Most of the cheeses were from Switzerland, and if not then from the neighbouring French Alps. However, cheeses from Belgium, Canada, Italy and Romania were also in contention.

Producers from Britain, Japan, Norway, Sweden and Kyrgyzstan are interested in coming next time.

“To be here representing Romania, it’s a big thing for us,” said Narcis Pintea, 34, who learned his craft in Switzerland before taking his skills back home.

Besides the competition, he was relishing the chance to talk with other cheesemakers, as well as the judges to improve his chances in future.

A giant Saint Bernard dog kept watch at the door, and outside a few thousand raclette enthusiasts sampled numerous freshly-melted cheeses to the sound of a cowbell ringing team.

One stallholder had got through 60 kilograms of cheese before lunchtime was even over.

“A day without raclette is a wasted day,” said Baillifard. “There are several ingredients that make raclette so enjoyable, but the main thing is the people you share it with. When you’re in good company, the raclette is already 80 percent a success.”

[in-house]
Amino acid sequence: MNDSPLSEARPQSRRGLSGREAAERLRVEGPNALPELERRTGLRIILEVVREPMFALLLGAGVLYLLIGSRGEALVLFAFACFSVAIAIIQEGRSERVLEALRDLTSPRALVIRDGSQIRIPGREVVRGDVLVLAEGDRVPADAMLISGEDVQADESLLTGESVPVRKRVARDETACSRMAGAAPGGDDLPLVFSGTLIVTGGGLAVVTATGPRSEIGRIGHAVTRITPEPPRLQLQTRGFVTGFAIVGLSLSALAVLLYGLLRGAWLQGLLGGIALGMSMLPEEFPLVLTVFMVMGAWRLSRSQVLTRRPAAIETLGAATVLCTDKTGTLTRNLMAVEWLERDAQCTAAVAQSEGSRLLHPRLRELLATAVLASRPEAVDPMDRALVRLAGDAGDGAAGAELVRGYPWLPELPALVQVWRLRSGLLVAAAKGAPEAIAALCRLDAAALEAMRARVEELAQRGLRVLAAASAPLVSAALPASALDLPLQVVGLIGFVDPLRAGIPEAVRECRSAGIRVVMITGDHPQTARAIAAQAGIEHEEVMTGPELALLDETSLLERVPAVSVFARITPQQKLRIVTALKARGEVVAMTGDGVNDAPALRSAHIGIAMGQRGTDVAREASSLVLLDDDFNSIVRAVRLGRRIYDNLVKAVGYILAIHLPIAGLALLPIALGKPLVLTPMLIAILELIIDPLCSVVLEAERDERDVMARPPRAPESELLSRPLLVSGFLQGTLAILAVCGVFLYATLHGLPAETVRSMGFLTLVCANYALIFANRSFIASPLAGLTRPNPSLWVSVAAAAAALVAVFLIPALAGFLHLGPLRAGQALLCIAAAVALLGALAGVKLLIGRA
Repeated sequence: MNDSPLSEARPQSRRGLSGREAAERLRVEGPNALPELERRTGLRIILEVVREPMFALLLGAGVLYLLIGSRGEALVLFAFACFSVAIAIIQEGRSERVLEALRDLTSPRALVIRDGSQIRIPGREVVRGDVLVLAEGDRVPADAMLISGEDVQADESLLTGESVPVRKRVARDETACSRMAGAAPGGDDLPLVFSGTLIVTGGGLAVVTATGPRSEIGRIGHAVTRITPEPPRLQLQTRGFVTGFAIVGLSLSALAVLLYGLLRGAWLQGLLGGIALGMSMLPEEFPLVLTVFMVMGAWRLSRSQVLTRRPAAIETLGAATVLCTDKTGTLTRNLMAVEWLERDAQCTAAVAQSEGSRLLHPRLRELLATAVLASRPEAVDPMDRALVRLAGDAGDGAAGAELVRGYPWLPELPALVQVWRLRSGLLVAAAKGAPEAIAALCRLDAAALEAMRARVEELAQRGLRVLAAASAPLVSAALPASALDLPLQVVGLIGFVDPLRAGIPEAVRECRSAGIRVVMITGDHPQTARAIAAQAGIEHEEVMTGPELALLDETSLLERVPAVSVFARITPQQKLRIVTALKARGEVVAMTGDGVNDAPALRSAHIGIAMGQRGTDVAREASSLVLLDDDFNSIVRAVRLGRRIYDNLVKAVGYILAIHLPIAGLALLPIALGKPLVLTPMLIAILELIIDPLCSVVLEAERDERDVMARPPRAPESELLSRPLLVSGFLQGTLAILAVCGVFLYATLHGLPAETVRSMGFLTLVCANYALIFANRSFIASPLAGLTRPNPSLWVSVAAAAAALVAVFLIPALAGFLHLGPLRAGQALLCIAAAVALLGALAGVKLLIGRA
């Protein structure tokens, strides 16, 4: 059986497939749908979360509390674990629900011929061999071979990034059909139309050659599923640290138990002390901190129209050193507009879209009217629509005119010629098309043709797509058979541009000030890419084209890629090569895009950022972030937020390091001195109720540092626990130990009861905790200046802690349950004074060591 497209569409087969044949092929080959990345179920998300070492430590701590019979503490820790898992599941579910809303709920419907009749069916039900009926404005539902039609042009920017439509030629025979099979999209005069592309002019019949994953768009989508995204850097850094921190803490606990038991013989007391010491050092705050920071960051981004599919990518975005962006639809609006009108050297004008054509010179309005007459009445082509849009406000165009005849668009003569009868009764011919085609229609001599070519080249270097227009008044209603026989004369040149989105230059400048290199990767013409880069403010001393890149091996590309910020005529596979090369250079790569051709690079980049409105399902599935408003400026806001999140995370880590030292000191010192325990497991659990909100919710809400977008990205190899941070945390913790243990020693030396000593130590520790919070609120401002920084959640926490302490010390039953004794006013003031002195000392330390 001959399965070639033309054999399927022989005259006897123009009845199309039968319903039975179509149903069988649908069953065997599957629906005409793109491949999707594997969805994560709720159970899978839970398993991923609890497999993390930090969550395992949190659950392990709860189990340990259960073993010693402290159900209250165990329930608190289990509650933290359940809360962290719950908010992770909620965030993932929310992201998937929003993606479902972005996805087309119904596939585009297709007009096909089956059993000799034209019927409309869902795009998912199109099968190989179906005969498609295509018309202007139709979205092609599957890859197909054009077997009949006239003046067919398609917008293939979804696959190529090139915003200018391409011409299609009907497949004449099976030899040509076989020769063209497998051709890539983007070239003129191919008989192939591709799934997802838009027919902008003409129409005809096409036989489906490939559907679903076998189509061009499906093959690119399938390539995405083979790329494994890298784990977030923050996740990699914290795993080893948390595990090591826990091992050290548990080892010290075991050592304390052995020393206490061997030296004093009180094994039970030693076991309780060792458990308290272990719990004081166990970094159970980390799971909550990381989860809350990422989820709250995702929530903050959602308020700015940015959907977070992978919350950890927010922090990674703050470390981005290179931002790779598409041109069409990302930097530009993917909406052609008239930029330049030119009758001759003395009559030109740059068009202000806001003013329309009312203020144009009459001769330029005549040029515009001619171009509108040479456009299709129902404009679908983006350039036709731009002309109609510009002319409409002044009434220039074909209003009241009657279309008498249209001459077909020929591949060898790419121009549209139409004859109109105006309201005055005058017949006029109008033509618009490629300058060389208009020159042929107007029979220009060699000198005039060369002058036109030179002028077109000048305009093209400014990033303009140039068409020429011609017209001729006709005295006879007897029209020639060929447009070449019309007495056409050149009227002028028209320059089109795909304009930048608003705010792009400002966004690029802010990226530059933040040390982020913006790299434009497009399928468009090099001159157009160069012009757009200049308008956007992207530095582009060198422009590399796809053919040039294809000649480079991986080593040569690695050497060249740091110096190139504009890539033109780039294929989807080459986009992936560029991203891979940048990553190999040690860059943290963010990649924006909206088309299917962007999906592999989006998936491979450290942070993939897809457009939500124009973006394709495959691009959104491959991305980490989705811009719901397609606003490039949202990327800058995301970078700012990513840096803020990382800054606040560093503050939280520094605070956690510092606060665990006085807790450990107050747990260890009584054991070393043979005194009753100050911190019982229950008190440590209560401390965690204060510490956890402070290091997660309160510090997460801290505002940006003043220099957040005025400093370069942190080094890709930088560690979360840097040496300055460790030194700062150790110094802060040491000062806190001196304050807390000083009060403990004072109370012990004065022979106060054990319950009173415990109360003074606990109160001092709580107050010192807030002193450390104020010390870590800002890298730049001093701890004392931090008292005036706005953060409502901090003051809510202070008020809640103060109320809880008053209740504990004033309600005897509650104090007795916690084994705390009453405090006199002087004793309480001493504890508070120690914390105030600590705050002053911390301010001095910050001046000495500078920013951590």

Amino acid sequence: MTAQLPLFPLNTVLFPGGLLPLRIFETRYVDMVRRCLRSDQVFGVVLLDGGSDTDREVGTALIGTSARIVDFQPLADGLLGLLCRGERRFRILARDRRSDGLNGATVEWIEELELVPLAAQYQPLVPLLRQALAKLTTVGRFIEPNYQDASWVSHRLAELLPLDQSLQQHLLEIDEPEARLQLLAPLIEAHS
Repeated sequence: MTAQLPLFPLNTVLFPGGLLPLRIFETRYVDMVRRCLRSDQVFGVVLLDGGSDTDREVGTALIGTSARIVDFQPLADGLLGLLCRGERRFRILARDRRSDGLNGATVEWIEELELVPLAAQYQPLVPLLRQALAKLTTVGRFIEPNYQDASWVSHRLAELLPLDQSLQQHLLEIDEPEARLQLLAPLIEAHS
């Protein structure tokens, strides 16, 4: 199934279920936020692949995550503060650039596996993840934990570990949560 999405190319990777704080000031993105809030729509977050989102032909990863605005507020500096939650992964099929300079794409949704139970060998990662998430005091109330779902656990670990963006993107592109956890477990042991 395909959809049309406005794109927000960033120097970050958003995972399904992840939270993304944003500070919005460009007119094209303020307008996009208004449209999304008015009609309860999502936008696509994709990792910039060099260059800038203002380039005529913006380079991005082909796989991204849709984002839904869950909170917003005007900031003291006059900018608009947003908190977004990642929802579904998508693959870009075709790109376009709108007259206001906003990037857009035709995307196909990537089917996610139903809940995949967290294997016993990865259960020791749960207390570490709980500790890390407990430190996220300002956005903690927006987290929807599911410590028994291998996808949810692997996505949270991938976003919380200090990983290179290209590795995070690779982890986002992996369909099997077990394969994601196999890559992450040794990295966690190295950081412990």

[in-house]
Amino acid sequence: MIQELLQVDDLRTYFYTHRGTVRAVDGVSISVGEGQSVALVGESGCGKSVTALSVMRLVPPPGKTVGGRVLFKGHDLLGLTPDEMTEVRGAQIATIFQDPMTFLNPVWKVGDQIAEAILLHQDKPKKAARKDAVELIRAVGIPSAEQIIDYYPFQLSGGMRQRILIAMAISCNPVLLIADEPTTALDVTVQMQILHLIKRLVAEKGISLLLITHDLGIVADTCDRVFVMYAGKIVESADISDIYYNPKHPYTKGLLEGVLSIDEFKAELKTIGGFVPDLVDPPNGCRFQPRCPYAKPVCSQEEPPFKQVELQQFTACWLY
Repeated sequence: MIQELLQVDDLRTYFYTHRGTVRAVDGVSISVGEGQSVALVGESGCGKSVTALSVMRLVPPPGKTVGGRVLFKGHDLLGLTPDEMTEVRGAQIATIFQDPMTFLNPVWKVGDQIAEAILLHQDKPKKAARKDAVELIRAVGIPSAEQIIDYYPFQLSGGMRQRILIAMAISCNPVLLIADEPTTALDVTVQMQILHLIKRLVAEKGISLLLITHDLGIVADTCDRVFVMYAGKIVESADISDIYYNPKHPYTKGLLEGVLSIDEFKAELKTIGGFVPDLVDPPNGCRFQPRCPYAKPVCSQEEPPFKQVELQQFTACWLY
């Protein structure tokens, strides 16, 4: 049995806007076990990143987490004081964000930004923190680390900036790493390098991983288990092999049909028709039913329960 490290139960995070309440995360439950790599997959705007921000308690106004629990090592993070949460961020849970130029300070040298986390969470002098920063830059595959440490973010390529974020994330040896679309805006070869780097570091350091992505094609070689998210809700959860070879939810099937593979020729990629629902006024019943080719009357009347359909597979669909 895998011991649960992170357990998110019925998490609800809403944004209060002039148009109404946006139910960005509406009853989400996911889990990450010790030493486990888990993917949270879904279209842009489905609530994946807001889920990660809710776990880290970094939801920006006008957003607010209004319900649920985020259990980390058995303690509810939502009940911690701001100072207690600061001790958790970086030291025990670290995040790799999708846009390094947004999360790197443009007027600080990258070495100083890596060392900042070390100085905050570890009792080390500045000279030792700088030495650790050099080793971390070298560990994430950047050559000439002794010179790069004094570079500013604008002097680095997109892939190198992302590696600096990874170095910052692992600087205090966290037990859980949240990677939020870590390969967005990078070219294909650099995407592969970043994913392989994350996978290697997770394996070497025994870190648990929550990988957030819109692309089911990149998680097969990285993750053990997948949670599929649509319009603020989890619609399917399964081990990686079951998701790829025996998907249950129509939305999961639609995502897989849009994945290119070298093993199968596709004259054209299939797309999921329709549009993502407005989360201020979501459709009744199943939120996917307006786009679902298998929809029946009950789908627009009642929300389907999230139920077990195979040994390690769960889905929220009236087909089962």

Cheese champions

The championships had three categories.

Alpage de Tanay, from Wallis, won the most hotly-contested crown for raclette with raw Alpine milk, a category only open to cheeses made in Alpine pastures between June 15th and July 15th.

Fromagerie Le Pont, also from Wallis, won the title for best raw milk raclette.

Fromagerie Seiler Selection by Wyssmuller Maître Fromager, from the Obwalden region in central Switzerland, took the final crown for other raclette cheeses.

A giant Saint Bernard dog kept watch at the door, and in the festival tents outside, raclette lovers sampled numerous freshly-melted cheeses to the sound of a cowbell ringing team.

More than 30,000 raclettes were served to the public, accompanied by four tonnes of boiled potatoes and six pallets of gherkins and onions.

“A day without raclette is a day wasted,” said Baillifard.

“There are several ingredients that make raclette so enjoyable, but the main thing is the people you share it with. When you’re in good company, the raclette is already 80 percent a success,” he added.